Posted on 7 November 2016
With the recent Employment Tribunal ruling that Uber drivers are not self-employed but employed by the firm, the far reaching impact this may have on the ‘gig economy’ is yet to be revealed. A gig economy is that whereby the self-employed obtain their work on a freelance basis, in the same way as a musician would take on a ‘gig’, hence ‘gig economy’.
The case taken up by the GMB union on behalf of the drivers centred on the fact that the drivers were employed by the firm rather than being self-employed and hence should be entitled to the National Living Wage (NLW). Uber, however, insisted that they were a technology firm, not a transport business and that the drivers were independent, self-employed contractors who could choose where and when they worked.
The tribunal refused to accept the company’s argument and found in favour of the drivers. The impact of this decision could be one that is felt by many ‘employers’ and it could prove to be a payroll nightmare.
This is big news for the gig economy and will more than likely pave the way for further claims against operators of this nature.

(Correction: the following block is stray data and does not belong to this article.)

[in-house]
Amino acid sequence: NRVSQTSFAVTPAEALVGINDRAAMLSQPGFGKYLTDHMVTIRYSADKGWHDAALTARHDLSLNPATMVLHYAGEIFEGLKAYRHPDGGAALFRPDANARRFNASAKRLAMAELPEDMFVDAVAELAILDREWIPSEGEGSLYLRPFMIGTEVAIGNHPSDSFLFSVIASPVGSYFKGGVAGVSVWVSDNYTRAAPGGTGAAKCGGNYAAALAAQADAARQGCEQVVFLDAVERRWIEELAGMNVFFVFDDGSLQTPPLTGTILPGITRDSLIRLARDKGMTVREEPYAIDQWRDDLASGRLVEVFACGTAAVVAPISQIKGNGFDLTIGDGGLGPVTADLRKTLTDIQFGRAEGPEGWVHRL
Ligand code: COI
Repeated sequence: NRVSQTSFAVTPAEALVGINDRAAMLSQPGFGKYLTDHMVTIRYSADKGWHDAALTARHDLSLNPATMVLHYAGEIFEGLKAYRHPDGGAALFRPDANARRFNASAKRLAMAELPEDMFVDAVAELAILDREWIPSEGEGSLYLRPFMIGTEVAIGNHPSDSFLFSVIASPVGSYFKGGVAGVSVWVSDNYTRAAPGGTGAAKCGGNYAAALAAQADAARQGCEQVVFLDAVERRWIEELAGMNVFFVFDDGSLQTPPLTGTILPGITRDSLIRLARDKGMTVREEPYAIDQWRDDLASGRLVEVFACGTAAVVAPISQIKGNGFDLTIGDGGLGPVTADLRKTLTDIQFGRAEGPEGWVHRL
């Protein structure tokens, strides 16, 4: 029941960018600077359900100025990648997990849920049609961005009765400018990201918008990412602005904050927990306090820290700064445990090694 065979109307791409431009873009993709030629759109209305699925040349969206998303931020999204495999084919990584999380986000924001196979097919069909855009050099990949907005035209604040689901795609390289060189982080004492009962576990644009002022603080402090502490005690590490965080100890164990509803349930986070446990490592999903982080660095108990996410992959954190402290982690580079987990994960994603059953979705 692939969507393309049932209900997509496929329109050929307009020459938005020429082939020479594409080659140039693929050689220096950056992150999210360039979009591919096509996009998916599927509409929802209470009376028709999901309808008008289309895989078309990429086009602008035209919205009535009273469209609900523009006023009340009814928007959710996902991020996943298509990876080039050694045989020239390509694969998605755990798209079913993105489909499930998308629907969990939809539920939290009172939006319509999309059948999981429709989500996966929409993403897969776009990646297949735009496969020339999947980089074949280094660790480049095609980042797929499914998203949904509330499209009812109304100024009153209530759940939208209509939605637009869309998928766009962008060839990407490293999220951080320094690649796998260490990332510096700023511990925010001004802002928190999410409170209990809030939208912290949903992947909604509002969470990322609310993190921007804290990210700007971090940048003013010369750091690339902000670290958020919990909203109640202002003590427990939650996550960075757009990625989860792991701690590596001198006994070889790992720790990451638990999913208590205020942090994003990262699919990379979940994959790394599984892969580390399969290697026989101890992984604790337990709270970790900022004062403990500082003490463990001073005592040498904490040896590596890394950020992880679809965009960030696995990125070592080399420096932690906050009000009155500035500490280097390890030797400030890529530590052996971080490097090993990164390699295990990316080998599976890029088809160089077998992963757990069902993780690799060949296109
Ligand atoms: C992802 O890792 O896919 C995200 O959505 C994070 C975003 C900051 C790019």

It is worth mentioning that the Employment Tribunal was not asked whether the Uber drivers were employees of Uber, but whether they were ‘workers’ – a distinct legal status under the Employment Rights Act 1996 and other legislation. ‘Workers’ do not have the right to claim unfair dismissal, for example, or receive a redundancy payment, but they do have the right to paid holiday, the National Minimum Wage, and limits on working time, such as rest breaks and so on.
This case is a reminder that an Employment Tribunal is entitled to look at the real relationship between the parties when determining employment status and does not have to go entirely on what the contractual documentation says. It is not inevitable, however, that similar cases against other businesses will succeed.
The trend of firms taking on self-employed workers who engage with work through apps may have to change radically. Faced with similar employment tribunal claims, these firms may either have to change their business models, or pass the increased costs onto customers.
When operated in the right way, many individuals, including some Uber drivers, highly value the benefits the gig economy can bring. These benefits do need to be balanced, however, against potential exploitation and it is unlikely this will be the last of the claims of this type as the gig economy continues to grow.
Interestingly, just before the Uber decision, the government had announced an inquiry to look at issues such as the definition of ‘worker’, the status of agency workers and the self-employed, and issues surrounding the gig economy. It will be interesting to see how that develops.
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